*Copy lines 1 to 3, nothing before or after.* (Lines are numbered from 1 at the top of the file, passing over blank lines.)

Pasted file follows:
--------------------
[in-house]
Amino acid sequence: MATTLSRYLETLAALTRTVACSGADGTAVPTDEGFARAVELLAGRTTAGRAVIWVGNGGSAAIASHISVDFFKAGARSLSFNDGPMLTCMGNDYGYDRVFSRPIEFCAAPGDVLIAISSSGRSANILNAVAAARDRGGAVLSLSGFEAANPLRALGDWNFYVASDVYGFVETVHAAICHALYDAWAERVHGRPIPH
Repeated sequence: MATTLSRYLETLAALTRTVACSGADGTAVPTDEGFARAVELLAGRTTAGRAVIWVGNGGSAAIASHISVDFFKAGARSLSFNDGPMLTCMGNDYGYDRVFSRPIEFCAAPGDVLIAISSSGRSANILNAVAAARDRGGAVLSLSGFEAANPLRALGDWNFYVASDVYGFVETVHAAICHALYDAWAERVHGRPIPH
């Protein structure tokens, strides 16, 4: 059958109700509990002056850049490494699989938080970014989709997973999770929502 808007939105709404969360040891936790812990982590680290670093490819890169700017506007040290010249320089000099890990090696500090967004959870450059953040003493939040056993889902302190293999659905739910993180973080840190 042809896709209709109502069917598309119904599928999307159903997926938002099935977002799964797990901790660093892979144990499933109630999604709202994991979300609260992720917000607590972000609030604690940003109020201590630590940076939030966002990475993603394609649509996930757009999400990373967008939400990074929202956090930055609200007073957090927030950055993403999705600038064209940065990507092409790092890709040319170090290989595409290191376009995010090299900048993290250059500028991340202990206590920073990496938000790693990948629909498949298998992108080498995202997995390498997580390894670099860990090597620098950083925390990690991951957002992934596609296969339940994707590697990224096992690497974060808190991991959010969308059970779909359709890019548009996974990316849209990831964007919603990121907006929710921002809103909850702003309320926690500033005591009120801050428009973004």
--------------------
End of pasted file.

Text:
[in-house]
Amino acid sequence: MATTLSRYLETLAALTRTVACSGADGTAVPTDEGFARAVELLAGRTTAGRAVIWVGNGGSAAIASHISVDFFKAGARSLSFNDGPMLTCMGNDYGYDRVFSRPIEFCAAPGDVLIAISSSGRSANILNAVAAARDRGGAVLSLSGFEAANPLRALGDWNFYVASDVYGFVETVHAAICHALYDAWAERVHGRPIPH
Repeated sequence: MATTLSRYLETLAALTRTVACSGADGTAVPTDEGFARAVELLAGRTTAGRAVIWVGNGGSAAIASHISVDFFKAGARSLSFNDGPMLTCMGNDYGYDRVFSRPIEFCAAPGDVLIAISSSGRSANILNAVAAARDRGGAVLSLSGFEAANPLRALGDWNFYVASDVYGFVETVHAAICHALYDAWAERVHGRPIPH